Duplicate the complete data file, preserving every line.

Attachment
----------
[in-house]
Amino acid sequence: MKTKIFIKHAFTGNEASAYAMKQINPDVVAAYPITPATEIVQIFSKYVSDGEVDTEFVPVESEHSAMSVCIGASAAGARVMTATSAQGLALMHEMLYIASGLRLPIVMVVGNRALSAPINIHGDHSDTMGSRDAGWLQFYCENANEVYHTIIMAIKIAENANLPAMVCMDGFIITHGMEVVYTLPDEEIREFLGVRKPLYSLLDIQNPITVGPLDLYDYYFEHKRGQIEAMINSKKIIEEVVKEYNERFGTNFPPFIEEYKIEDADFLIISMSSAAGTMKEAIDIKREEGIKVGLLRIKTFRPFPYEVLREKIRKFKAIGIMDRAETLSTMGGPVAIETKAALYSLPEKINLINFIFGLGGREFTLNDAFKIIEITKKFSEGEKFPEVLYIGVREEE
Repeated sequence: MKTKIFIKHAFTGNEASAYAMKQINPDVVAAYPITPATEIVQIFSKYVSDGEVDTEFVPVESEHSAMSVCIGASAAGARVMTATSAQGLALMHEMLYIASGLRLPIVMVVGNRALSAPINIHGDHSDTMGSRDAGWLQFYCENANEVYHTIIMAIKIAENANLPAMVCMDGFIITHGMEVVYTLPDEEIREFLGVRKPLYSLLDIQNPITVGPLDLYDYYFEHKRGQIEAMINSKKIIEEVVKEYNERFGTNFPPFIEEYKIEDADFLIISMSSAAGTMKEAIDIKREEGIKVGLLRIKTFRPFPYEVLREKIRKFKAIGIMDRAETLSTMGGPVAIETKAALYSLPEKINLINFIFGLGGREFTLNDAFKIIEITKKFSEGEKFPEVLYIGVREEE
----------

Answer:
[in-house]
Amino acid sequence: MKTKIFIKHAFTGNEASAYAMKQINPDVVAAYPITPATEIVQIFSKYVSDGEVDTEFVPVESEHSAMSVCIGASAAGARVMTATSAQGLALMHEMLYIASGLRLPIVMVVGNRALSAPINIHGDHSDTMGSRDAGWLQFYCENANEVYHTIIMAIKIAENANLPAMVCMDGFIITHGMEVVYTLPDEEIREFLGVRKPLYSLLDIQNPITVGPLDLYDYYFEHKRGQIEAMINSKKIIEEVVKEYNERFGTNFPPFIEEYKIEDADFLIISMSSAAGTMKEAIDIKREEGIKVGLLRIKTFRPFPYEVLREKIRKFKAIGIMDRAETLSTMGGPVAIETKAALYSLPEKINLINFIFGLGGREFTLNDAFKIIEITKKFSEGEKFPEVLYIGVREEE
Repeated sequence: MKTKIFIKHAFTGNEASAYAMKQINPDVVAAYPITPATEIVQIFSKYVSDGEVDTEFVPVESEHSAMSVCIGASAAGARVMTATSAQGLALMHEMLYIASGLRLPIVMVVGNRALSAPINIHGDHSDTMGSRDAGWLQFYCENANEVYHTIIMAIKIAENANLPAMVCMDGFIITHGMEVVYTLPDEEIREFLGVRKPLYSLLDIQNPITVGPLDLYDYYFEHKRGQIEAMINSKKIIEEVVKEYNERFGTNFPPFIEEYKIEDADFLIISMSSAAGTMKEAIDIKREEGIKVGLLRIKTFRPFPYEVLREKIRKFKAIGIMDRAETLSTMGGPVAIETKAALYSLPEKINLINFIFGLGGREFTLNDAFKIIEITKKFSEGEKFPEVLYIGVREEE